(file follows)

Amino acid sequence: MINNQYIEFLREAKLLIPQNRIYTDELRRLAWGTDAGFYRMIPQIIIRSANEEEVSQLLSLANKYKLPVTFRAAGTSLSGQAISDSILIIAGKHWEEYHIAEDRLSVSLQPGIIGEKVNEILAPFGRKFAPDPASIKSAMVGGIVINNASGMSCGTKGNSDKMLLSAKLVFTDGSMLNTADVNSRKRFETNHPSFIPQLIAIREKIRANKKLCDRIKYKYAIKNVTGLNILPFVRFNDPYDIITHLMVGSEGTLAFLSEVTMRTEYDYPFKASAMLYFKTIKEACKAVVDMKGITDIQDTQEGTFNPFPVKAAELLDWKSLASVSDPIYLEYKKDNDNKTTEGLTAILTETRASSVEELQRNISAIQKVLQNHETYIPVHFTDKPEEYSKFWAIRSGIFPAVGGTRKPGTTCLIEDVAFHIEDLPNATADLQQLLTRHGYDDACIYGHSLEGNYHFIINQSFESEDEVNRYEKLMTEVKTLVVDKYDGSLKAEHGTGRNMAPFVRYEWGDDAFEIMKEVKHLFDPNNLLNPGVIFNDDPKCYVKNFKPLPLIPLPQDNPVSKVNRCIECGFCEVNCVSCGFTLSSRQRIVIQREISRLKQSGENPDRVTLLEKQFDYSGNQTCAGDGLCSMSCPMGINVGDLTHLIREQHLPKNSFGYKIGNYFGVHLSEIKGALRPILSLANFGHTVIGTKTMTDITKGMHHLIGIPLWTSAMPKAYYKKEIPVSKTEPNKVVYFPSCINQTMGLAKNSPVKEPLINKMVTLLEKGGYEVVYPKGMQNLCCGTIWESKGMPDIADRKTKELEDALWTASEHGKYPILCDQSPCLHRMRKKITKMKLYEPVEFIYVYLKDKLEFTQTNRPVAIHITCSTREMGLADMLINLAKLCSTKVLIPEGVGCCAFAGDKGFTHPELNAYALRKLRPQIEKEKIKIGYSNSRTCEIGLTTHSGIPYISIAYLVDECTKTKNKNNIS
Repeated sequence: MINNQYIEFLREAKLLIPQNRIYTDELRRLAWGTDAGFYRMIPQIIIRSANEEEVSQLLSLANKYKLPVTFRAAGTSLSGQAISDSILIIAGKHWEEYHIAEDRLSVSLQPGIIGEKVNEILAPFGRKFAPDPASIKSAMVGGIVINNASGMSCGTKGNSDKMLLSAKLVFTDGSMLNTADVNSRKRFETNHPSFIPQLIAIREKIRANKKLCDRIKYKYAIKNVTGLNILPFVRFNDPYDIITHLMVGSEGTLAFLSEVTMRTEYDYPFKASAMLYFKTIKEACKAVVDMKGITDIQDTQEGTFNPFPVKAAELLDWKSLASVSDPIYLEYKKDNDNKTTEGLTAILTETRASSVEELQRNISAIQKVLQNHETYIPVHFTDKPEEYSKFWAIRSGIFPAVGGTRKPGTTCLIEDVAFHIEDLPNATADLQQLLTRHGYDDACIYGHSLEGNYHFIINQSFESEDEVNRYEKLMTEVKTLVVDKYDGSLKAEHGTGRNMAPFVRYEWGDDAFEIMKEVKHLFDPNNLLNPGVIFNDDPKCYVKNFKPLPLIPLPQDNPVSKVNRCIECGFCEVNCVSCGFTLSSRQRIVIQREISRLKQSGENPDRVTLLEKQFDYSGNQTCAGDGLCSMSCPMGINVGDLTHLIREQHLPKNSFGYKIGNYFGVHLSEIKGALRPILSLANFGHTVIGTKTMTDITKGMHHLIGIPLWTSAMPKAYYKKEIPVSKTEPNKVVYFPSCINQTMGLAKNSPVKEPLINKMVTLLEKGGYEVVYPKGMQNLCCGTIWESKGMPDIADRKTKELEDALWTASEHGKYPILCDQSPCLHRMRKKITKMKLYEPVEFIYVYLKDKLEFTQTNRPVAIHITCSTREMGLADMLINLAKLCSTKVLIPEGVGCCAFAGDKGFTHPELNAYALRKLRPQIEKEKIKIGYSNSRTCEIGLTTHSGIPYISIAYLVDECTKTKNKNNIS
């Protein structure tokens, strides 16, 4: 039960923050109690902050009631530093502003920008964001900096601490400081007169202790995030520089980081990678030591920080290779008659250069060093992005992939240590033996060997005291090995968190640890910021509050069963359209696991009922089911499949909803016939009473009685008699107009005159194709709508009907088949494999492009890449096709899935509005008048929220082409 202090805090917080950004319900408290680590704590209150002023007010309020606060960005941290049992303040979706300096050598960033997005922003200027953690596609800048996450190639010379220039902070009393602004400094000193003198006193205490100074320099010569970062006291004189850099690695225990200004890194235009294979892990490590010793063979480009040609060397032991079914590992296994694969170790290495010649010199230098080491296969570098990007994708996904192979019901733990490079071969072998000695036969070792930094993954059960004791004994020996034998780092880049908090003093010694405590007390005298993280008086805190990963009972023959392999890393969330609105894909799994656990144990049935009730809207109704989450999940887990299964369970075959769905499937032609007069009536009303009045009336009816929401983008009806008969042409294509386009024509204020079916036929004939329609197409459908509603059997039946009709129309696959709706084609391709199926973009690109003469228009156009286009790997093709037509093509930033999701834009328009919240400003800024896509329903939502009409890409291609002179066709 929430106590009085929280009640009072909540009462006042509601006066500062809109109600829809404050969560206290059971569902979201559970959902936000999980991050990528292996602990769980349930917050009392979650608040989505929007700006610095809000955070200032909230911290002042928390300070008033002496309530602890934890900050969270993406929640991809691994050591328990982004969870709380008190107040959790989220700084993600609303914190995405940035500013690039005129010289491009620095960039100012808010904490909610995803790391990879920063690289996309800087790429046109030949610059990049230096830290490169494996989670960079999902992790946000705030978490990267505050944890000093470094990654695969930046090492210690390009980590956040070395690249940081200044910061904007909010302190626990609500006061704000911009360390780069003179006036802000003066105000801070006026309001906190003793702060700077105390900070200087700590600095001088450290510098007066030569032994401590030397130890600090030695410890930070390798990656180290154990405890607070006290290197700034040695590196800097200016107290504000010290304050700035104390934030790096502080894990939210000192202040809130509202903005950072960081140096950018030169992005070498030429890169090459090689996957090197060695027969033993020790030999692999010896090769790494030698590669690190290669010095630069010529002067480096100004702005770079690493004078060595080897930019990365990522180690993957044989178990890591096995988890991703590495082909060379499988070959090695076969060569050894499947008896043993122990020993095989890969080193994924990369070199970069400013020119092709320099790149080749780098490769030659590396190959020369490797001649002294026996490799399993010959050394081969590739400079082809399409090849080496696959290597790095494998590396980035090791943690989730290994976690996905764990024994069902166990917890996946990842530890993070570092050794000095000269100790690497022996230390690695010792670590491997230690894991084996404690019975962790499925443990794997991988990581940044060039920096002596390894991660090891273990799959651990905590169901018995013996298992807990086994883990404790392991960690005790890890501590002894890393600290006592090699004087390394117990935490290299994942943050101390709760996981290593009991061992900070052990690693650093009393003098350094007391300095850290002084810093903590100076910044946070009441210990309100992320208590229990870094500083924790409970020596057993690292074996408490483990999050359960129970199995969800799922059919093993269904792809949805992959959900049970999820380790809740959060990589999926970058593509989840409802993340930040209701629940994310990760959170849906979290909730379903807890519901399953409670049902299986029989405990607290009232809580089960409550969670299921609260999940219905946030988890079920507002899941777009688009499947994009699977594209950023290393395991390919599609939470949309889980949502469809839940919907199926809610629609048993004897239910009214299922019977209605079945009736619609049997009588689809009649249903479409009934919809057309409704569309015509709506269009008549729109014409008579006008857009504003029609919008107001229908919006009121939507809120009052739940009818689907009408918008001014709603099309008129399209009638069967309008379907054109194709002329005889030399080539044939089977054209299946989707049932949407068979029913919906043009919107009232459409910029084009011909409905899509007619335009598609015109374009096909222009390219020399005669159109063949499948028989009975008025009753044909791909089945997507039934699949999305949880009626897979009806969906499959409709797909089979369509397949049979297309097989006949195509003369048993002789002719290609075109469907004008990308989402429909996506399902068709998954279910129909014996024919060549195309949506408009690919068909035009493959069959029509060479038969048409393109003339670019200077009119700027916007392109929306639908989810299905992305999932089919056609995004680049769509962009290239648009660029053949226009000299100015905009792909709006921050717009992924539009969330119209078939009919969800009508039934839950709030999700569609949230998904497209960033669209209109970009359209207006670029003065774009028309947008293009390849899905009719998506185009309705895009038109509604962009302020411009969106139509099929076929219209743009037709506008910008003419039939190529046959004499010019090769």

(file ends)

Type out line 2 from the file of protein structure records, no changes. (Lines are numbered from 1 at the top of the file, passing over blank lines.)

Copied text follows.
Repeated sequence: MINNQYIEFLREAKLLIPQNRIYTDELRRLAWGTDAGFYRMIPQIIIRSANEEEVSQLLSLANKYKLPVTFRAAGTSLSGQAISDSILIIAGKHWEEYHIAEDRLSVSLQPGIIGEKVNEILAPFGRKFAPDPASIKSAMVGGIVINNASGMSCGTKGNSDKMLLSAKLVFTDGSMLNTADVNSRKRFETNHPSFIPQLIAIREKIRANKKLCDRIKYKYAIKNVTGLNILPFVRFNDPYDIITHLMVGSEGTLAFLSEVTMRTEYDYPFKASAMLYFKTIKEACKAVVDMKGITDIQDTQEGTFNPFPVKAAELLDWKSLASVSDPIYLEYKKDNDNKTTEGLTAILTETRASSVEELQRNISAIQKVLQNHETYIPVHFTDKPEEYSKFWAIRSGIFPAVGGTRKPGTTCLIEDVAFHIEDLPNATADLQQLLTRHGYDDACIYGHSLEGNYHFIINQSFESEDEVNRYEKLMTEVKTLVVDKYDGSLKAEHGTGRNMAPFVRYEWGDDAFEIMKEVKHLFDPNNLLNPGVIFNDDPKCYVKNFKPLPLIPLPQDNPVSKVNRCIECGFCEVNCVSCGFTLSSRQRIVIQREISRLKQSGENPDRVTLLEKQFDYSGNQTCAGDGLCSMSCPMGINVGDLTHLIREQHLPKNSFGYKIGNYFGVHLSEIKGALRPILSLANFGHTVIGTKTMTDITKGMHHLIGIPLWTSAMPKAYYKKEIPVSKTEPNKVVYFPSCINQTMGLAKNSPVKEPLINKMVTLLEKGGYEVVYPKGMQNLCCGTIWESKGMPDIADRKTKELEDALWTASEHGKYPILCDQSPCLHRMRKKITKMKLYEPVEFIYVYLKDKLEFTQTNRPVAIHITCSTREMGLADMLINLAKLCSTKVLIPEGVGCCAFAGDKGFTHPELNAYALRKLRPQIEKEKIKIGYSNSRTCEIGLTTHSGIPYISIAYLVDECTKTKNKNNIS